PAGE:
Bruce Murphy
Murphy’s Law

Did Republicans Blow It?

The court decision striking down collective bargaining law exposes obvious constitutional problems with it.

By - Sep 17th, 2012 10:59 am
Gov. Scott Walker

Gov. Scott Walker

When Gov. Scott Walker first proposed the law to restrict collective bargaining for public employees, most Democratic and Republicans were stunned by the broad sweep of the law. It was a revolutionary document.

Given this, you’d think the Walker administration would have sought a legal opinion on the constitutionality of the bill from, say, the Wisconsin Attorney General. The public policy goal of slashing public employee wages and benefits might have been accomplished with a bill written in many different ways. So why not make sure the one you have written will pass muster with the courts?

The Walker administration never did this. Precisely who conceived the bill’s approach, where it came from, has been shrouded in mystery. Walker’s not a lawyer. (He didn’t even graduate from college.) Was there a lawyer driving this train?

In the wake of its passage, some liberals blamed the conservative American Legislative Exchange Council, which has created ready-made bills in many areas, but Mary Bottari, a staff member of the liberal Center for Media and Democracy, who analyzed the influence of the group on Wisconsin, found there was “no ALEC bill that mirrors Walker’s proposal.”  I’ve heard of no other state with a bill written quite like Wisconsin’s. Perhaps there are constitutional reasons for this.

Which brings us to Friday’s decision by Dane County Circuit Court Judge Juan Colas to overturn the law. The court looked at six constitutional challenges to Act 10 and found two lacked merit and struck the law down on four other issues.

Perhaps the most convincing part of the decision is its conclusion that Act 10 unlawfully interferes with the City of Milwaukee’s pension plan. The city’s Employment Retirement System was created by state law in 1937 and was amended in 1947 to allow a “city of the first class” (Milwaukee) “the largest measure of self-government with respect to pension annuity and retirement systems.” The state had no more involvement in regulating this system for 64 years. The city invests in its own pension fund and has a different vesting schedule and different benefits for employees than the state does. When the legislature has written laws changing retirement benefits for state employees over the years, it has had no impact on Milwaukee.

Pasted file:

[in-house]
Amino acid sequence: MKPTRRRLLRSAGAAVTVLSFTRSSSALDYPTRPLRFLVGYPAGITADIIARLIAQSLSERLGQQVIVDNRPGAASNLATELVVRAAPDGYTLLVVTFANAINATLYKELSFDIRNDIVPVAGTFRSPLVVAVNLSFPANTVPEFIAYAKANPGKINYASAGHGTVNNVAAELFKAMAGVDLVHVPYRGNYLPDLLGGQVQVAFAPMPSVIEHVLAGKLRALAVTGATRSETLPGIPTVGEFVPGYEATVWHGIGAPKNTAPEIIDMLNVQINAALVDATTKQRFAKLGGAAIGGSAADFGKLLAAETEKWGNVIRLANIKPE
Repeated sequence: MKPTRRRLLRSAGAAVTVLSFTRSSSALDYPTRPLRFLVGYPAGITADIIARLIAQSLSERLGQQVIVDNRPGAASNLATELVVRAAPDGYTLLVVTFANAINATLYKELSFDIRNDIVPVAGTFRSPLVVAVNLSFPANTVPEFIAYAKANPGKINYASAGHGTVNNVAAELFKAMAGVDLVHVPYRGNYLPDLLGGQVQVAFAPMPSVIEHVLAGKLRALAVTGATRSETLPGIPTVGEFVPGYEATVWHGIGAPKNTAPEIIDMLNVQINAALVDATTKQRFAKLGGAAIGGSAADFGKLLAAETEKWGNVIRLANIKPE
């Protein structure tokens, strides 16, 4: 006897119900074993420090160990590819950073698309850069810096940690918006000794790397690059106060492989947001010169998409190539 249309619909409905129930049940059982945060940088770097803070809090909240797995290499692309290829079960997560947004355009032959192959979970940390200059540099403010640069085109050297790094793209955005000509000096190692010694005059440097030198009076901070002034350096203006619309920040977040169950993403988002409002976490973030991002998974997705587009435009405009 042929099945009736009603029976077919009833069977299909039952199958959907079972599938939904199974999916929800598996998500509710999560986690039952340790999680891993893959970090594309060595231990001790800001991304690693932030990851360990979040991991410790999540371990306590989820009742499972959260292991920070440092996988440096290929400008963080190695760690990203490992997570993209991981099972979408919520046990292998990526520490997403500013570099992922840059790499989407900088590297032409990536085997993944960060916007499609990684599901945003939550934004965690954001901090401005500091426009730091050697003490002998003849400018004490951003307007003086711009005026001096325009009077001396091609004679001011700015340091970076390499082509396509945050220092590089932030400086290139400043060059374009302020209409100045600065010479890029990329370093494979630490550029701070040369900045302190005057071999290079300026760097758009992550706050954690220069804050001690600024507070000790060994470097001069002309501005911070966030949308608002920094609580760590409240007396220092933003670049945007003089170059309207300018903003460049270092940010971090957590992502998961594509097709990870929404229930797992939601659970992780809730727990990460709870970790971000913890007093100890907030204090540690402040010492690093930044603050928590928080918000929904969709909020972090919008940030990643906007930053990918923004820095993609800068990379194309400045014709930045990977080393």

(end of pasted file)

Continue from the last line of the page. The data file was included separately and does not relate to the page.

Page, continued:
Back when Act 10 was proposed, Milwaukee City Attorney Grant Langley issued a 15-page opinion concluding the law was unconstitutional.  “From my perspective, there is no wiggle room,” he said. Langley said that eight other city lawyers with expertise on pension law carefully researched the law and came to the same conclusion.

Langley’s opinion said the bill interfered with the city’s long established home-rule authority over its pension plan and violates its employees’ contractual rights. Colas came to exactly the same conclusion by first, noting the home rule authority gave Milwaukee control over its pension plan and second, noting that Act 10 impaired the city’s contract with employees, which promised to pay their share of pension contributions and had language prohibiting “retroactive impairment.”  This is “a contractual obligation for the city,” Colas wrote, which Act 10 violates by making city employees pay 5.5 percent.

Colas also ruled that Act 10 infringes “upon the right of free speech and association guaranteed by both the Wisconsin and United States Constitution” in two ways. First, by treating union and non-union employees differently.  Represented employees, he wrote, may enjoy their rights of association in a union “only if they give up the right to negotiate” wages and their right “to receive wages greater than the cost of living.” But non-union employees “are rewarded by being permitted to negotiate for and receive wage increases without limitation.”

A second infringement, Colas ruled, is that “Unions are required to be recertified annually, even if there has been no request for recertification and the full costs of the election are borne by employees in the bargaining unit who are members of the union.” This statute burdens the exercise of free speech and association and rewards the abandonment of that right.

Colas also ruled that the law violates the equal protection clause of the constitution, once again in two ways. First it “treats members of a similarly situated class” (government employees) unequally, by giving different treatment to union and non-union employees. Secondly, it treats government employees unequally by prohibiting payroll deduction for union dues of general municipal employees but allowing it for public safety (police and fire) and transit labor organizations.